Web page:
Hairballs in cats

All those who deal with cats have surely heard of or directly encountered hairballs. Also known as trichobezoars , we will explain why they form and how we can avoid them.

These hairballs can cause anything from coughing, to vomiting and even serious choking in our cat that ends up causing suffocation.

My cat vomits hairballs

As caregivers, it is common that on some occasion we have come across a strange mass, more or less compact, dry or surrounded by a liquid substance expelled by our cat. We may also have observed our cat vomit it up. If we look closely, we will see that it is a hairball, made up of food remains, acids and ingested hairs .

From time to time it is possible that we find this type of vomit without the cat showing any symptoms of discomfort. This leads to think that it is a normal situation, that it is part of feline physiology.

The most affected cats are usually those with long hair , because they eat longer hair , and the elderly, since they have a greater tendency to suffer constipation and dehydration.

 

Feline grooming

It is very common to see cats dividing their time between long naps and thorough grooming sessions. In them, although they may seem to us to be a series of random licks that the cat performs without any order, a pattern is repeated in which licking alternates with nibbling when the cat comes across some foreign substance that it must start. This process takes minutes and can be repeated several times a day.

It seems certain that during their daily self-grooming, cats will ingest a certain amount of hair that will be expelled along with their droppings . But, sometimes, the hairs, as they pass through the digestive tract, form a mass that can come out in the stool or cause vomiting.

If the cat frequently has problems with hairballs, we must go to the vet to rule out that it presents a dermatological problem that explains an increase in hair loss, which would increase its intake, or problems in internal organs that affect intestinal transit . In addition, stress can increase self-grooming , causing the cat to swallow more hair, thereby increasing the risk of trichobezoar formation.

 

Hairball problems

When ingested hair forms a ball in the digestive system together with secretions and substances that are found in it, it increases in size, some even exceeding ten centimeters in length and one and a half in thickness, and in density, it hardens and it can get blocked between the intestines .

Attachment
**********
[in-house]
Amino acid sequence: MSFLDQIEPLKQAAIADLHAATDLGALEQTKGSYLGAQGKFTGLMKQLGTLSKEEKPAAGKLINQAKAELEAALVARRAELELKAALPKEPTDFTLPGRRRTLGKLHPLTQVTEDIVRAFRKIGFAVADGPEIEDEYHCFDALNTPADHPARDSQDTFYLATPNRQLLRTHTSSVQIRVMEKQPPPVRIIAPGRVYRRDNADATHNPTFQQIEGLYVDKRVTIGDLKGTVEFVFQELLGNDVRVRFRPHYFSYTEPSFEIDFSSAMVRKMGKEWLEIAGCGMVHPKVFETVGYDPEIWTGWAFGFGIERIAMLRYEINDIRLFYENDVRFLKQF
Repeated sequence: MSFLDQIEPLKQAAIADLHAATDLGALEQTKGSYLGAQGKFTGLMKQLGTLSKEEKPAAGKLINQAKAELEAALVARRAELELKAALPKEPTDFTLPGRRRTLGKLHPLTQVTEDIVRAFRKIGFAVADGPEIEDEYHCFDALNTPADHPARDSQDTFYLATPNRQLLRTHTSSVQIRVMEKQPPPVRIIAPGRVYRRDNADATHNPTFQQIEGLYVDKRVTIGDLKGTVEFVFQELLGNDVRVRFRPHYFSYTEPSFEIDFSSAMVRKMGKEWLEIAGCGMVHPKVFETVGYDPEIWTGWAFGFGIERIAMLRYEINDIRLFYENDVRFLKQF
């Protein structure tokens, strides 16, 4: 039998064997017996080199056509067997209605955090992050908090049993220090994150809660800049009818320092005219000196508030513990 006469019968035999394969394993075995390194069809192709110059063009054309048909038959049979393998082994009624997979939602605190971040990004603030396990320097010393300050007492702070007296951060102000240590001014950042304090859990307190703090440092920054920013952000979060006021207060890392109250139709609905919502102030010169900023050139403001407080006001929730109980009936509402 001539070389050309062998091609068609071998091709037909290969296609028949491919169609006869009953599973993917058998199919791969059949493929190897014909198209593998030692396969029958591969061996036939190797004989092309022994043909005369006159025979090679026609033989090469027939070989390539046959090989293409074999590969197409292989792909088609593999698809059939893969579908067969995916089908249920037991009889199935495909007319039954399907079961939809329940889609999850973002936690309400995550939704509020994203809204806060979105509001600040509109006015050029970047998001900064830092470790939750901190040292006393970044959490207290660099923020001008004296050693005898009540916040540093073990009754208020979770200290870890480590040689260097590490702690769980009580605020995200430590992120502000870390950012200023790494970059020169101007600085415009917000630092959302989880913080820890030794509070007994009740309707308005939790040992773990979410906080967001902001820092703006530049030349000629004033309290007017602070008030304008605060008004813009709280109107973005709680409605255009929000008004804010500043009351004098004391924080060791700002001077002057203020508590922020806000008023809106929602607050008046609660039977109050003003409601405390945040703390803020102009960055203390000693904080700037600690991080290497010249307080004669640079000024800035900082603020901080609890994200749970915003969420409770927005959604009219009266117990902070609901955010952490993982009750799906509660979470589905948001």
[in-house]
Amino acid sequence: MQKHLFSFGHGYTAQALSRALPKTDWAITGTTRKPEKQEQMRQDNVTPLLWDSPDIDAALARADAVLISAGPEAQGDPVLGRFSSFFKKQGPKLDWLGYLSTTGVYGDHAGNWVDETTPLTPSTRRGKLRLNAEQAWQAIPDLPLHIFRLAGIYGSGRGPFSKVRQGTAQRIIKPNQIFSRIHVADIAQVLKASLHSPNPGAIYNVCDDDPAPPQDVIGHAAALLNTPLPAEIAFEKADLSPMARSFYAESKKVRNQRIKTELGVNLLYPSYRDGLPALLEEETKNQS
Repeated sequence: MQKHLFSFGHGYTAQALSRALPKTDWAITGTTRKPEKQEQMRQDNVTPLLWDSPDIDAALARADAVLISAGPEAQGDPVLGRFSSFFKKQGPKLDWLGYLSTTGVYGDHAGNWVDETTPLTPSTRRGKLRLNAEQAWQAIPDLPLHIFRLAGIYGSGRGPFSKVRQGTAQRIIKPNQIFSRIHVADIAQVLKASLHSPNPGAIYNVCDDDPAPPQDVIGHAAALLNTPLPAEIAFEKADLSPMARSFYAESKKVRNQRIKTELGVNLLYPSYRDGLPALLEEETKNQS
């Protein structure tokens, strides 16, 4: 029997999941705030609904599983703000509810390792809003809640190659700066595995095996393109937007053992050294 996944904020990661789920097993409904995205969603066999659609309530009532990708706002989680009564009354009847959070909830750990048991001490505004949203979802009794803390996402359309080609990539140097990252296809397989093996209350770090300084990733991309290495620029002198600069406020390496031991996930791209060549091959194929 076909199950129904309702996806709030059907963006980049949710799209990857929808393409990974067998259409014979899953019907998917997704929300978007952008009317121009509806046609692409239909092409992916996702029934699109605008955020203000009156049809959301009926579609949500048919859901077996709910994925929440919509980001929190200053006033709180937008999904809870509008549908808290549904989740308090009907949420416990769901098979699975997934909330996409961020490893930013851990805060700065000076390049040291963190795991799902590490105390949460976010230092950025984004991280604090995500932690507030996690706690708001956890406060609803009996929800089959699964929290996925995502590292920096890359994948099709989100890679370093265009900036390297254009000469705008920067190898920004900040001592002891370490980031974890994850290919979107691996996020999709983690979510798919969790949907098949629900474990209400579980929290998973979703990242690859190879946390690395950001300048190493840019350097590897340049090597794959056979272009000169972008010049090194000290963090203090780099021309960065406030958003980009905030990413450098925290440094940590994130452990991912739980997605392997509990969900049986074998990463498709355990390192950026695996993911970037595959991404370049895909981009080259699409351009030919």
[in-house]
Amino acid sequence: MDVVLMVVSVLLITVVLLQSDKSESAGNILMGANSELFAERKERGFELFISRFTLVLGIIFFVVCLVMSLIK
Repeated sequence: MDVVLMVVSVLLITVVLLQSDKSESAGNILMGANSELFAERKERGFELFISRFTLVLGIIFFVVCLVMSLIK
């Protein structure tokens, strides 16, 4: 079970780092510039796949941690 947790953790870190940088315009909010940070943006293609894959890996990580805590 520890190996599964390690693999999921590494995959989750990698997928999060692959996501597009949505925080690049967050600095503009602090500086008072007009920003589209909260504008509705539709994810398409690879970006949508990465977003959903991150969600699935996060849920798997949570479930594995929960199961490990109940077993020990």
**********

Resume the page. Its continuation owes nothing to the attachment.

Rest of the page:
bowel obstruction can be complete or partial . In the first case, the passage through the place where it is found is completely interrupted. This can lead to vomiting, malaise, anorexia, and unsuccessful attempts to defecate. If the cat stops eating and drinking it runs the risk of dehydration.

Partial obstruction can also lead to vomiting and digestive problems. In both cases they would be the same symptoms as those produced by a foreign body, in addition to gas.

Sometimes the cat shows signs of gastritis, with vomiting and nausea . In these cases, if it is verified that there is no obstruction, the veterinarian can prescribe drugs and diet to help the cat to expel the ball by itself.

Obstructions pose a risk to the life of our cat and will require veterinary treatment, including fluid therapy and surgery. The diagnosis is reached by taking into account the symptoms, the physical examination and the X-rays or ultrasound scans.

 

Measures to avoid the formation of hairballs

To avoid taking risks, it is important to minimize the formation of balls. For this we can follow the following tips:

Vomiting is not normal

 

Finally, although it is assumed that it is normal for cats to vomit hairballs with some frequency, we must know that vomiting more than once a week is a reason for veterinary consultation .

Frequent and chronic vomiting can indicate pathologies such as inflammatory bowel disease , lymphoma, food allergies or be a symptom of problems in other systems such as the kidney or liver. It is very important that a cat that vomits frequently is diagnosed and treated.

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